John Tortorella, who was introduced Tuesday as Vancouver's head coach, said both he and new Rangers coach Alain Vigneault -- formerly of the Canucks -- "have talked for two weeks, every other day, asking each other questions. He's a heckuva coach. But it is a bit bizarre."
Like Vigneault, who was introduced last Friday at Radio City Music Hall, Tortorella was given a five-year contract. Vigneault said that he was friends with Tortorella and respected him as a coach. "I needed to do my homework," Tortorella said of his conversations.
In his first public remarks, Tortorella, who coached in New York for four years, covered some of the same strategic themes and could not promise that he wouldn't be as volatile.
Asked why he has publicly lost some of his patience in the past, he said: "Because I hate losing. Everyone says be a good loser. If you're a good loser, you're a loser . . . It's not always yelling and screaming. There's going to be honesty, but I'll be fair."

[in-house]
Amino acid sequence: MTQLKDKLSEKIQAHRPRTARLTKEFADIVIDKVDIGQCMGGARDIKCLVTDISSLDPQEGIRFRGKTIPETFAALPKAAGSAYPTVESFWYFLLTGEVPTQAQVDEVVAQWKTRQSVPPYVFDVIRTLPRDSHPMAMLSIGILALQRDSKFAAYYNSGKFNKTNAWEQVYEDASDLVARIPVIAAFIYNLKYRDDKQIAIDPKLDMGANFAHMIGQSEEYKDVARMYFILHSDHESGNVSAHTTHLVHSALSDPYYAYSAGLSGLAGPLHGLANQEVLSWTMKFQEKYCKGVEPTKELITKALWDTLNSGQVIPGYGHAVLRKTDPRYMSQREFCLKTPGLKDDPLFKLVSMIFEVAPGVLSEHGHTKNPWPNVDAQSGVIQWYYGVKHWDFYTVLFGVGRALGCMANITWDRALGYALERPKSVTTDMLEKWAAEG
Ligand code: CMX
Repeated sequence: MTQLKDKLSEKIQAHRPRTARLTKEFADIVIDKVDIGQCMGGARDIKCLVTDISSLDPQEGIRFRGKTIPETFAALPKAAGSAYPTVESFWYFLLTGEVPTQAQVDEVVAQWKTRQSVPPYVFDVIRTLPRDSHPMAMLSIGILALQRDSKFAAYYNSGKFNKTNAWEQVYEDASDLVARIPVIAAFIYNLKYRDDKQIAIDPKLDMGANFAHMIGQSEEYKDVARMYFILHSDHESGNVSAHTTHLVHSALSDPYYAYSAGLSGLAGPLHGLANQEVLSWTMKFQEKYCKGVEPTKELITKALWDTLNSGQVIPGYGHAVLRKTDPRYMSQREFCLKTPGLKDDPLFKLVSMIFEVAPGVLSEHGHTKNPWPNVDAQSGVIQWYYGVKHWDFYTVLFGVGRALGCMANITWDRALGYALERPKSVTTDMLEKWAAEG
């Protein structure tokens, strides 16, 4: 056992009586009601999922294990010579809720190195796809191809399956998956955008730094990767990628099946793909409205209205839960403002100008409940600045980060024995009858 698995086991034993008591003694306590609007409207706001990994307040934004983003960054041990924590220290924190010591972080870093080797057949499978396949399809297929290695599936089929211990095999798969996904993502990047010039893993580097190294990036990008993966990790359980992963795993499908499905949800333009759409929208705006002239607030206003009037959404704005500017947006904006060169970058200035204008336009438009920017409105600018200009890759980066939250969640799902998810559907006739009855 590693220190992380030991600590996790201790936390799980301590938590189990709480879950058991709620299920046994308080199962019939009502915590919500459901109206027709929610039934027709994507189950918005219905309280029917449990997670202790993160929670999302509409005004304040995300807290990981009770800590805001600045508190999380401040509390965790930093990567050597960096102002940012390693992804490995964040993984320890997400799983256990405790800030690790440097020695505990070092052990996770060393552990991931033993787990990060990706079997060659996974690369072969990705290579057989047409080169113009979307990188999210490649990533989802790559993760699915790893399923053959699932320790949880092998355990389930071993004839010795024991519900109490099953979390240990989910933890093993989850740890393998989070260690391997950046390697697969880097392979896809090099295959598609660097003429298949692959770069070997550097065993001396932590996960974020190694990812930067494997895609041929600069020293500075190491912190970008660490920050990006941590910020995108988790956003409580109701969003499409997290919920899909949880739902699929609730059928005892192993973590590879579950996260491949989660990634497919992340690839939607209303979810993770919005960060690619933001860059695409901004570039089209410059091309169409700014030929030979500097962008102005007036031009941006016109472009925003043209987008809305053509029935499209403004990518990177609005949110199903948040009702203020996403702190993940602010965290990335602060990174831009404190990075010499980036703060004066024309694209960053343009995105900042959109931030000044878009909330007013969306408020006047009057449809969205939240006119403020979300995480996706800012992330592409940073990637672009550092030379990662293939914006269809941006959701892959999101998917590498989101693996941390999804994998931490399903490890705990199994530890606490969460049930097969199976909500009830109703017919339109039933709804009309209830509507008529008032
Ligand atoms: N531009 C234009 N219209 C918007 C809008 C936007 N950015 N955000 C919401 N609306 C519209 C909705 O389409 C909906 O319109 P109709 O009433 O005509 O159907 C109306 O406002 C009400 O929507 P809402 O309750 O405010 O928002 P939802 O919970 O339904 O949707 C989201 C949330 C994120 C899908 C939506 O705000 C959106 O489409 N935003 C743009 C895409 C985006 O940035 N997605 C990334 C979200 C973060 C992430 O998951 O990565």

Tortorella, 55, has not met the Canucks players yet, but has watched game video and read about the current roster. "I think we need more bite," he said, a phrase that he often used last season. As for having stars and finesse players, such as the Sedin twins, Henrik and Daniel, play tougher defensively, he said: "They're going to kill penalties. And if they're going to kill penalties, they're going to block shots."
In an earlier online Q and A with Canucks fans, Tortorella only briefly mentioned his often tumultuous stay in New York, noting that developing youngsters is a "must" and mentioned Derek Stepan and Carl Hagelin. As for his dealings with the media, he said: "I have made my own bed . . . I come with some baggage. I'm going to cultivate relationships. I want this to work."
Tortorella called it an "honor" to work in Vancouver, and noted that "when you get fired, you crawl into a hole; you reassess. But coaches will coach. I didn't know where that was going to be. But I love competing."
Rangers president and general manager Glen Sather, who fired Tortorella on May 29 after the Rangers were eliminated from the playoffs by the Bruins, said all coaches had a shelf life, and that the team needed a fresh approach, a new voice and a change in its defense-first style.